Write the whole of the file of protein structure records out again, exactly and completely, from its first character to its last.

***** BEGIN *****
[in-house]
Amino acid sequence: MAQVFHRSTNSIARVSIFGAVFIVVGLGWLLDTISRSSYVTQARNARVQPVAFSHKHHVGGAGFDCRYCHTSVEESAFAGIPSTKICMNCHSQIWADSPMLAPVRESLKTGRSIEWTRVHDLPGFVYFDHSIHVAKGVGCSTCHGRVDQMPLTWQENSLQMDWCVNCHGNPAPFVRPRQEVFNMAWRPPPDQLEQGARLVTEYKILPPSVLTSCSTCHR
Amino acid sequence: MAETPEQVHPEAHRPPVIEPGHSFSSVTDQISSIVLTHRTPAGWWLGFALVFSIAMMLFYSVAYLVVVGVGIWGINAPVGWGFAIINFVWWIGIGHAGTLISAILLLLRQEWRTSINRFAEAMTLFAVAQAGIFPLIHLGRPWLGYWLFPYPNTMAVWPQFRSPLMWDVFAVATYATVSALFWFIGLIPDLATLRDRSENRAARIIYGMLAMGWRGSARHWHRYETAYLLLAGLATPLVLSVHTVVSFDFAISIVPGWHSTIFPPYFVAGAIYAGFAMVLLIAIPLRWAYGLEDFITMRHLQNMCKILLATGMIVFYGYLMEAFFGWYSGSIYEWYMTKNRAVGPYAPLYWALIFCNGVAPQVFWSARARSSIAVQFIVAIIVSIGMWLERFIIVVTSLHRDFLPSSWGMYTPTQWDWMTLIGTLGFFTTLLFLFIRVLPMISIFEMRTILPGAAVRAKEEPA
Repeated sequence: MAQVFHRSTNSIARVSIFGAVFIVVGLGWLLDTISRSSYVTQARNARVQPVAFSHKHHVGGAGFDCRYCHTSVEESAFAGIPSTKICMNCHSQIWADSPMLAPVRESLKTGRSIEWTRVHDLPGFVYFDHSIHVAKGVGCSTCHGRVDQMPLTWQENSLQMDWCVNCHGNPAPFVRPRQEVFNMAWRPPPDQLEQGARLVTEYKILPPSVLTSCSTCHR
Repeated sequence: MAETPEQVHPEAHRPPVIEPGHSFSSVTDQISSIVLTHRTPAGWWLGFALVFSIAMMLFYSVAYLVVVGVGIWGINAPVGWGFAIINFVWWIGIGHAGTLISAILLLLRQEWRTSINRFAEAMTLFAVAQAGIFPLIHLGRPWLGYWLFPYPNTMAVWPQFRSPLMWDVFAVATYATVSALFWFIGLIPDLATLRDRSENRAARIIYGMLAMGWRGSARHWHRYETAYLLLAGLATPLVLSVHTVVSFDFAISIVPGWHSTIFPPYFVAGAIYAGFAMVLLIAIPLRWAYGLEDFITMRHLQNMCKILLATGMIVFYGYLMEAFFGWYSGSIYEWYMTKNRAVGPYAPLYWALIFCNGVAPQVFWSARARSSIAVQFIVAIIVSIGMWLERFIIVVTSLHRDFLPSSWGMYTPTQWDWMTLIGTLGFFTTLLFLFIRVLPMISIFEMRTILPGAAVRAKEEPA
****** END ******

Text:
[in-house]
Amino acid sequence: MAQVFHRSTNSIARVSIFGAVFIVVGLGWLLDTISRSSYVTQARNARVQPVAFSHKHHVGGAGFDCRYCHTSVEESAFAGIPSTKICMNCHSQIWADSPMLAPVRESLKTGRSIEWTRVHDLPGFVYFDHSIHVAKGVGCSTCHGRVDQMPLTWQENSLQMDWCVNCHGNPAPFVRPRQEVFNMAWRPPPDQLEQGARLVTEYKILPPSVLTSCSTCHR
Amino acid sequence: MAETPEQVHPEAHRPPVIEPGHSFSSVTDQISSIVLTHRTPAGWWLGFALVFSIAMMLFYSVAYLVVVGVGIWGINAPVGWGFAIINFVWWIGIGHAGTLISAILLLLRQEWRTSINRFAEAMTLFAVAQAGIFPLIHLGRPWLGYWLFPYPNTMAVWPQFRSPLMWDVFAVATYATVSALFWFIGLIPDLATLRDRSENRAARIIYGMLAMGWRGSARHWHRYETAYLLLAGLATPLVLSVHTVVSFDFAISIVPGWHSTIFPPYFVAGAIYAGFAMVLLIAIPLRWAYGLEDFITMRHLQNMCKILLATGMIVFYGYLMEAFFGWYSGSIYEWYMTKNRAVGPYAPLYWALIFCNGVAPQVFWSARARSSIAVQFIVAIIVSIGMWLERFIIVVTSLHRDFLPSSWGMYTPTQWDWMTLIGTLGFFTTLLFLFIRVLPMISIFEMRTILPGAAVRAKEEPA
Repeated sequence: MAQVFHRSTNSIARVSIFGAVFIVVGLGWLLDTISRSSYVTQARNARVQPVAFSHKHHVGGAGFDCRYCHTSVEESAFAGIPSTKICMNCHSQIWADSPMLAPVRESLKTGRSIEWTRVHDLPGFVYFDHSIHVAKGVGCSTCHGRVDQMPLTWQENSLQMDWCVNCHGNPAPFVRPRQEVFNMAWRPPPDQLEQGARLVTEYKILPPSVLTSCSTCHR
Repeated sequence: MAETPEQVHPEAHRPPVIEPGHSFSSVTDQISSIVLTHRTPAGWWLGFALVFSIAMMLFYSVAYLVVVGVGIWGINAPVGWGFAIINFVWWIGIGHAGTLISAILLLLRQEWRTSINRFAEAMTLFAVAQAGIFPLIHLGRPWLGYWLFPYPNTMAVWPQFRSPLMWDVFAVATYATVSALFWFIGLIPDLATLRDRSENRAARIIYGMLAMGWRGSARHWHRYETAYLLLAGLATPLVLSVHTVVSFDFAISIVPGWHSTIFPPYFVAGAIYAGFAMVLLIAIPLRWAYGLEDFITMRHLQNMCKILLATGMIVFYGYLMEAFFGWYSGSIYEWYMTKNRAVGPYAPLYWALIFCNGVAPQVFWSARARSSIAVQFIVAIIVSIGMWLERFIIVVTSLHRDFLPSSWGMYTPTQWDWMTLIGTLGFFTTLLFLFIRVLPMISIFEMRTILPGAAVRAKEEPA